“All sorts of things happened.” Our driver loved to chat, but not so much to listen. “Under occupation, this little bus and I carried refugees out of Kherson. Many people wanted to do the same, but few could manage it. Ruscist* checkpoints everywhere. Not knowing where anyone stands, it’s hard to figure out right away if the person in front of you is with the Ukrainian military or with those club-footed bastards. Drunken Buryat** conscripts or the LPR*** occupiers were often dressed in pixel camo, their insignia patches hard to read from a distance. But I knew who stood where and knew how to negotiate my way around with them all.”

“The orcs* too?” one of our guys asked darkly, sitting in the back. 

“They were simple.” Pot Belly shrugged his shoulders. “You find the right officer. You give him a hefty bribe. Add vodka, and he figures everything out for you. You can’t get them to do anything without the vodka.”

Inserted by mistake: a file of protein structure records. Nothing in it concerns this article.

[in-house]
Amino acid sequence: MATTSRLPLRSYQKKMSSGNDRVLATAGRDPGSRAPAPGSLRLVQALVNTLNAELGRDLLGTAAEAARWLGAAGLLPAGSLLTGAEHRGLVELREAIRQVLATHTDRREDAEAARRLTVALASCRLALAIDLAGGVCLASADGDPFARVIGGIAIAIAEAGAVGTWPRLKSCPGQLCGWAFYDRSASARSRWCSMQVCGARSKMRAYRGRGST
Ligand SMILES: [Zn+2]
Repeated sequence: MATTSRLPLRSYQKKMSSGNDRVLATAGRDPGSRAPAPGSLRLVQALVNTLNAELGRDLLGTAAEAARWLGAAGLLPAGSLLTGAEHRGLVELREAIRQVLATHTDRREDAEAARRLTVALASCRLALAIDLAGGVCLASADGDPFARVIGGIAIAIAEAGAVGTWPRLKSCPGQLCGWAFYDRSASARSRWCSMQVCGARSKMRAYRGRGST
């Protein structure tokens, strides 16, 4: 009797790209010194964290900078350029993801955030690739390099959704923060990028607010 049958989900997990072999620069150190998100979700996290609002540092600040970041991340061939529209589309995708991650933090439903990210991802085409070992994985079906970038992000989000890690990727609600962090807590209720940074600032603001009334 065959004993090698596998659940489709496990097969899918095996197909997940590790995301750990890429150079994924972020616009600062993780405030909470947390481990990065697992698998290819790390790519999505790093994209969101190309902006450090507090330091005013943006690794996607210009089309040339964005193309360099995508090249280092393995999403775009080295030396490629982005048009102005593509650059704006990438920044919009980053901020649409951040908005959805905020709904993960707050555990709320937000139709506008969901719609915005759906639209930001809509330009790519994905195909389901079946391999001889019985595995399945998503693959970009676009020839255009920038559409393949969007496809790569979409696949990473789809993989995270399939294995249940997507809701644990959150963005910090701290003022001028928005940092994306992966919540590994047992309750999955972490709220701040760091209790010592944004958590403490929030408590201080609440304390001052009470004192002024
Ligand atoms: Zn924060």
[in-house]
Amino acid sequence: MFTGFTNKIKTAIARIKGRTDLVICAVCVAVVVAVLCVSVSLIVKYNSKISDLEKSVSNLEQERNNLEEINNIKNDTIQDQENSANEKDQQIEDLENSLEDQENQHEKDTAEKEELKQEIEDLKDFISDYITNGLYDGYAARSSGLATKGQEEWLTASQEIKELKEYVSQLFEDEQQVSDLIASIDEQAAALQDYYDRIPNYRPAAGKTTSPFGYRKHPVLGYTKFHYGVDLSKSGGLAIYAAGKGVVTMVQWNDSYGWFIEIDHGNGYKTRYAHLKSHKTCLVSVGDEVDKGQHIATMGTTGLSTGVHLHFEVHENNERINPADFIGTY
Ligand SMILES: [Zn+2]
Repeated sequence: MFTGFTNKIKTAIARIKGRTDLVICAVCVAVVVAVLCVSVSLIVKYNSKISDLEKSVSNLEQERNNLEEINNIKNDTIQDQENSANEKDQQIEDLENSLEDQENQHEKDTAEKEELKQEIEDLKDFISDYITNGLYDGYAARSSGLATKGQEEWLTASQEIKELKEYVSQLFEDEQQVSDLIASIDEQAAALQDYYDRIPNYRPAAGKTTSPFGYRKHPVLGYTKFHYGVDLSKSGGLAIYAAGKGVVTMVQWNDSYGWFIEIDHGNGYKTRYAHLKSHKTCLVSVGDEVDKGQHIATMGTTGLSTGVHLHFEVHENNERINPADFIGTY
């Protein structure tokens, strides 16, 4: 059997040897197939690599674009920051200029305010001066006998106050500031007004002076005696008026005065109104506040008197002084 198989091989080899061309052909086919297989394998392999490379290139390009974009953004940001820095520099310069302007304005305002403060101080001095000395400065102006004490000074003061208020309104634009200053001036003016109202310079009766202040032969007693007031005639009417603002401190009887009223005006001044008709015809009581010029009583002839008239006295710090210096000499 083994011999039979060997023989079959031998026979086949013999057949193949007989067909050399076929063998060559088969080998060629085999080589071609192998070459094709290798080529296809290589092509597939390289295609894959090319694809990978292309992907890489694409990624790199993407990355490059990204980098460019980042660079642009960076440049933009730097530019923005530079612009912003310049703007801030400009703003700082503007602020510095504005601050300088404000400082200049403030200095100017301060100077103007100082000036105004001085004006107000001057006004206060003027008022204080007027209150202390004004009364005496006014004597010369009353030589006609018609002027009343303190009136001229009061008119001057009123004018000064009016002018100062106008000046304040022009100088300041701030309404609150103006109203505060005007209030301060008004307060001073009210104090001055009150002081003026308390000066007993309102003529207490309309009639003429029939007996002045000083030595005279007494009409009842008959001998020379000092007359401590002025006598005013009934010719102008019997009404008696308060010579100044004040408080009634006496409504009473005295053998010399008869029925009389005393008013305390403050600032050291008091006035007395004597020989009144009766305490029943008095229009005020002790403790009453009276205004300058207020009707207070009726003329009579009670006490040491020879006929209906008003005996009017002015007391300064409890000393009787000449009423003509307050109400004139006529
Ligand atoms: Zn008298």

“Wasn’t it repulsive to negotiate with these bastards?” Our guy in the back persisted with his questioning. 

“At first it was repulsive and then I got used to it. It’s for the lives of our people. One could be proud and honest, and then our people would stay there, under occupation. For life.” He sharply turned the steering wheel, avoiding a pothole, and continued his story. “I know of one case where a young man decided to make some cash. He knew that people would give up their last change just to be able to escape that hellhole. Begged his father-in-law to borrow his van, filled the trunk with alcohol and cigarettes, and went to Kherson. But he never even made it to the city. On the way over, the bastard was stopped at the first checkpoint, stripped, beaten, and robbed of his cigarettes, vodka, and even the van. Then they sent him on his way on foot. And that’s how the drivers found him later: walking naked on the broken down road toward Mykolaiv. Good that he was left alive. Let it be a lesson to this bastard for the rest of his life—You can’t profit off someone else’s suffering.”